There is a disturbing trend in horror films. In many modern movies, terror doesn’t lurk in the night. It stands in full sight on screen. Stabbing, gutting and forcing victims’ blood to spill out (as well as the audience’s lunch), horror films are becoming nothing more than torture porn.
There is a disturbing trend in horror films.
In many modern movies, terror doesn’t lurk in the night. It stands in full sight on screen. Stabbing, gutting and forcing victims’ blood to spill out (as well as the audience’s lunch), horror films are becoming nothing more than torture porn.
With today’s release of Saw IV (not screened for critics, of course), the newest edition in a series that helped usher in the recent wave of torture porn films, it looks like there is no end in sight.
Torture porn films don’t feature cartoon-y violence like in Nightmare on Elm Street, or a social message like in Dawn of the Dead. They are generally poorly shot and poorly scripted, and the camera never cuts away at the times you’d think it would. Torture porn filmmakers get off on the mutilation of screaming humans and plunging knives.
These films have long been popular for a small sect of gore hounds, but in the last few years they have busted into the mainstream. There was Wolf Creek, where a woman’s spine is severed and she is mocked for being nothing more than a “head on a stick,” and Hostel, where victims are gleefully ripped apart. And The Hills Have Eyes remake, where a woman is raped by mutant rednecks and her baby is subsequently blown to bits with a gun.
That these films attract mass audiences and even children is alarming. Not just because of the unrelenting amount of gore and torture, which wouldn’t stand out in a Marquis de Sade novel, but also because of the cash they make. Masses of enthusiastic horror fetishists flock to the screenings, laughing and cheering while victims are sacrificed on screen for their pleasure.
Have you ever noticed that the filmmakers of torture porn are usually men who act out their misogynistic fantasies about forcing young women (it’s almost always women) to undergo extreme physical and emotional pain with no chance of escape? And for what? In most cases, they are slaughtered for no reason other than the fact that they are women. Is there a moral or point here? No.
Die-hard fans of the torture-horror genre will protest these criticisms. They will say the horror on screen merely represents the horror in everyday life. They will ask, “At a time when murders are pimped out by trash news pundits like Nancy Grace, what is wrong with these films?”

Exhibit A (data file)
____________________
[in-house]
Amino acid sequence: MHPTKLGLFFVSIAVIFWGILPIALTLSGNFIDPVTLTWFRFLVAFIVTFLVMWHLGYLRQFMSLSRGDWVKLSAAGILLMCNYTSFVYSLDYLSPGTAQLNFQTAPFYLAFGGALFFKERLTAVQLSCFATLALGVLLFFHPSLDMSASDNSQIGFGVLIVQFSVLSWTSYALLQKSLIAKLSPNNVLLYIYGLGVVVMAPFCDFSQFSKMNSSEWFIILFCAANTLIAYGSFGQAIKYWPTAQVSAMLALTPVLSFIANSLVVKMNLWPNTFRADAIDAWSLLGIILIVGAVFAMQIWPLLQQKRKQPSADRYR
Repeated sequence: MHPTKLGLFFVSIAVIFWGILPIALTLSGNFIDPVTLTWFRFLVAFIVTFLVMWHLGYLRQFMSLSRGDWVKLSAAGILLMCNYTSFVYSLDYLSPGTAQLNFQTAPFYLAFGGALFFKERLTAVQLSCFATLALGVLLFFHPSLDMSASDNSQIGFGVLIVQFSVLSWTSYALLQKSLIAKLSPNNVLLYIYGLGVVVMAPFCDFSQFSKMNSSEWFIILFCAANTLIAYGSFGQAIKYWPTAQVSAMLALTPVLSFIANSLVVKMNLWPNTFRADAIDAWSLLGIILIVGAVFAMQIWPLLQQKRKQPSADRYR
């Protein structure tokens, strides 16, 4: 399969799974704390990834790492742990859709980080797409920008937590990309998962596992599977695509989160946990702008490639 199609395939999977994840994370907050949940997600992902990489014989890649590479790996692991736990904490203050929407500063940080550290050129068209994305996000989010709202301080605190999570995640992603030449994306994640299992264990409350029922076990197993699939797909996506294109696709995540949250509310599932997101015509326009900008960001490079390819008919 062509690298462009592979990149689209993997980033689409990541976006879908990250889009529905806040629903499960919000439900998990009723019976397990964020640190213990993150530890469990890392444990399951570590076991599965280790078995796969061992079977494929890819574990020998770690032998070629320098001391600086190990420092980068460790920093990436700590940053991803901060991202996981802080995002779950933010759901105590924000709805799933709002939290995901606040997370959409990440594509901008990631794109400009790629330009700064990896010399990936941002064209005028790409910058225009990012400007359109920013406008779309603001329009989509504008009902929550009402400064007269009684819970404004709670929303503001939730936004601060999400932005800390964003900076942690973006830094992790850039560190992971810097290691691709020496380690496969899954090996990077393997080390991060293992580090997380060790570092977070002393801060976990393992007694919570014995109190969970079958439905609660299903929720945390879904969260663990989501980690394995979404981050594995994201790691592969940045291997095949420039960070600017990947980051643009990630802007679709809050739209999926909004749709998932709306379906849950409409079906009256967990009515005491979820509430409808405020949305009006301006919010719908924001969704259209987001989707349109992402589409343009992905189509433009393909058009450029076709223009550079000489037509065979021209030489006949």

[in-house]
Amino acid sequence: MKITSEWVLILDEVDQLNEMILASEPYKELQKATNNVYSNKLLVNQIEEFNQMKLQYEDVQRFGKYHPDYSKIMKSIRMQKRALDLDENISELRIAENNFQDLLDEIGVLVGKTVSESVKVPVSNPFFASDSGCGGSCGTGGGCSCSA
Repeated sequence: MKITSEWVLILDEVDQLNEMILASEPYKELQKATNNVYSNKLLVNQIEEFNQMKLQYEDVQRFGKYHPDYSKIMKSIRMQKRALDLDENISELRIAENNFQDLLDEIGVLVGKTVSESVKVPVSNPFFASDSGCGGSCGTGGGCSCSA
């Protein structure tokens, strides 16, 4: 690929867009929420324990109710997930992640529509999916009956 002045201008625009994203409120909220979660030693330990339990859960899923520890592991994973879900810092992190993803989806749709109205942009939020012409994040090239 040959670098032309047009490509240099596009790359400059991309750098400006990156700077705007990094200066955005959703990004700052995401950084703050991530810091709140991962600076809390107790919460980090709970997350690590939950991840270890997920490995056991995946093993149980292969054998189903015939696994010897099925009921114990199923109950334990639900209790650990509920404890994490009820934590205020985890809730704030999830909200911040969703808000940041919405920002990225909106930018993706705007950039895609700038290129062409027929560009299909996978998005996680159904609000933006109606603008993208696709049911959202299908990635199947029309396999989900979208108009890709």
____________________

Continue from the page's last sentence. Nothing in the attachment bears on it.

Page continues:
The answer is a lot. The films don’t only make the audience sick and nihilistic, but they are also ruining the horror genre.
Good horror films have a point, whether it’s to scare the audience, make them laugh or make them think. But they aren’t all conceptual either: The best films of the genre (Silence of the Lambs, The Fly) have fleshed out characters with real motivations and interesting plot twists.
Can shocking audiences be artistic? Yes, when it’s done with skill. Filmmakers have been using shock tactics and disgusting imagery since the early days of cinema. In 1928’s Un Chien Andalou, director Luis Buneul and co-writer Salvador Dali set out to alienate viewers when they famously sliced a woman’s eye in half onscreen with a razor blade. Audiences were shocked.
That film was surrealistic and dreamlike on purpose, and the frightening imagery added up to something greater than its parts. But torture horror films, like Saw IV, are sure to be made with ineptitude, a lack of clarity and a single-minded vision to destroy humans as horrifically as possible. They become geek shows–where the only moral is that you will be cut. End of story.
Horror films at the top of their game can transcend the genre and become great art. All torture porn strives to do is sicken, terrorize and present life as empty and futile. The filmmakers have the right to make them, just as discerning horror fans have the right to demand better.
Horror films for non-idiots
The Descent: A slow build leads to 45 minutes of pure, unrelenting terror. Characters with real motivations are thrust into a claustrophobic world and go places they and the audience will never expect.
Henry: Portrait of a Serial Killer: A psychological study of a vile murderer, whom the audience scarily starts to identify with by the end of the film.
The Devil’s Rejects: It’s about as violent and disturbing as a mainstream film can get, but still made with flair and quality. It knows when to take the audience to the edge and when to pull them back.
28 Days Later… : This film gives characters who the audience cares about, which makes it all the more frightening and emotional when they are threatened with imminent death. Like any good film, it transcends its genre, giving the audience more than it expects.
The Exorcist: One of the classics, this film shows that you don’t need cheap jumps and gore to frighten the audience. Imagery and mood-setting can be more frightening than monsters.